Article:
A 14th-century Italian religious movement following the mystical teachings of Guglielma of Milan, believed by followers to be the incarnation of the Holy Spirit.

The Gugliemites were followers of Guglielma of Milan, a charismatic figure who lived around the late 13th century. Born possibly in Bohemia and claimed to be of royal descent, Guglielma moved to Milan, where she quickly became a central figure in a new religious movement that saw her as a divine manifestation. This movement, known later as the Gugliemites, revolved around the belief that Guglielma was the incarnation of the Holy Spirit, heralding a new age where the Church would be led by women, transforming the ecclesiastical hierarchy and introducing a female priesthood​​​​​​.

The Gugliemites’ beliefs were deeply influenced by the eschatological thought of the time, especially the works of Joachim of Fiore, who prophesied an Age of the Holy Spirit characterized by a profound transformation of society and religion. They envisioned a church that transcended the established clerical order, promoting a direct, mystical relationship with the divine through the figure of Guglielma, whom they saw not only as a prophet but as the Holy Spirit incarnate. This movement represented a radical departure from orthodox Christian teachings, particularly in its elevation of women to spiritual and ecclesiastical leadership roles​​​​.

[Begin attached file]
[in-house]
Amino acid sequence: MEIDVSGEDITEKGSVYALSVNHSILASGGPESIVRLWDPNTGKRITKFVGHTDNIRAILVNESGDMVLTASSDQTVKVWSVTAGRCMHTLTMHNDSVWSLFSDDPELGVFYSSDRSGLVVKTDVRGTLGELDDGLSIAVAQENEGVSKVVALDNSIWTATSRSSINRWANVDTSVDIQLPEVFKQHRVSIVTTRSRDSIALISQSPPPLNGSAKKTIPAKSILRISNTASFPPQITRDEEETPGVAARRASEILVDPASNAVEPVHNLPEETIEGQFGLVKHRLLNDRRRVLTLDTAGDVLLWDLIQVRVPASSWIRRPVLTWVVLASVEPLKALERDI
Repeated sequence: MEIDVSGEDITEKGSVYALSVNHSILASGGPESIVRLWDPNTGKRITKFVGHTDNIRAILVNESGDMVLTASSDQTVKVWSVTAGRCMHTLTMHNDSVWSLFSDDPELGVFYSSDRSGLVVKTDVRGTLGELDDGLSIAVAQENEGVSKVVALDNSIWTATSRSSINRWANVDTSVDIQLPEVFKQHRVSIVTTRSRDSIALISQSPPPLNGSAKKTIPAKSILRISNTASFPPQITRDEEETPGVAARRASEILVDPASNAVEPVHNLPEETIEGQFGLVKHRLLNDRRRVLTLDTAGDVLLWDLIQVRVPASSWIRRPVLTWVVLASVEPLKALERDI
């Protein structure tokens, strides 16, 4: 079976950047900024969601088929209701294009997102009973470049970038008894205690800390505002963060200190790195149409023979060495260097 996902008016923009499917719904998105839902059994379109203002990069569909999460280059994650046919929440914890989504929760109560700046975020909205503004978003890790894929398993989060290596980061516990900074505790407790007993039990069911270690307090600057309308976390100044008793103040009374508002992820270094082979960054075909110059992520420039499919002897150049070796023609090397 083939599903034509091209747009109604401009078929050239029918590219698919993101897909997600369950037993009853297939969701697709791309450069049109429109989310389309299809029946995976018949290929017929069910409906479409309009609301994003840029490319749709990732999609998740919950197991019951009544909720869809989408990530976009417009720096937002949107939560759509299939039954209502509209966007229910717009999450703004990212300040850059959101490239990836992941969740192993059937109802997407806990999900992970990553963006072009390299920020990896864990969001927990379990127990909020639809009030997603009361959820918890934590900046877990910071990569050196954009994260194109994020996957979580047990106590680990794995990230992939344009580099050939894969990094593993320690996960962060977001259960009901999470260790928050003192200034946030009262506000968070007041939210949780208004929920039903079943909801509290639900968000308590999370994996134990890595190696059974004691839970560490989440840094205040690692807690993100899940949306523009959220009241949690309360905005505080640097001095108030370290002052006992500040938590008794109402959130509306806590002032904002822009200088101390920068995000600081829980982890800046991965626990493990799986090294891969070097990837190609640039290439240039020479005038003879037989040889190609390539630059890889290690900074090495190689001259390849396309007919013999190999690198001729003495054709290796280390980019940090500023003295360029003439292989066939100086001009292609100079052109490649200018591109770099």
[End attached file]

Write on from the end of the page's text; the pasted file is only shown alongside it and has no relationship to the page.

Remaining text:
Despite Guglielma’s denials of her divinity during her lifetime, her death around 1282 did not extinguish the fervor of her followers. Instead, her tomb became a pilgrimage site, with miracles reported at her grave, which the local Cistercian monks documented in hopes of her canonization. However, this burgeoning cult did not escape the notice of the Church’s authorities. In 1300, thirty Gugliemites were charged with heresy in a dramatic confrontation with the Inquisition. Guglielma herself was posthumously condemned, her remains were exhumed and burned, and several of her key followers, including a woman named Mayfreda de Pirovano who was envisaged as a pope in the new church, were executed.

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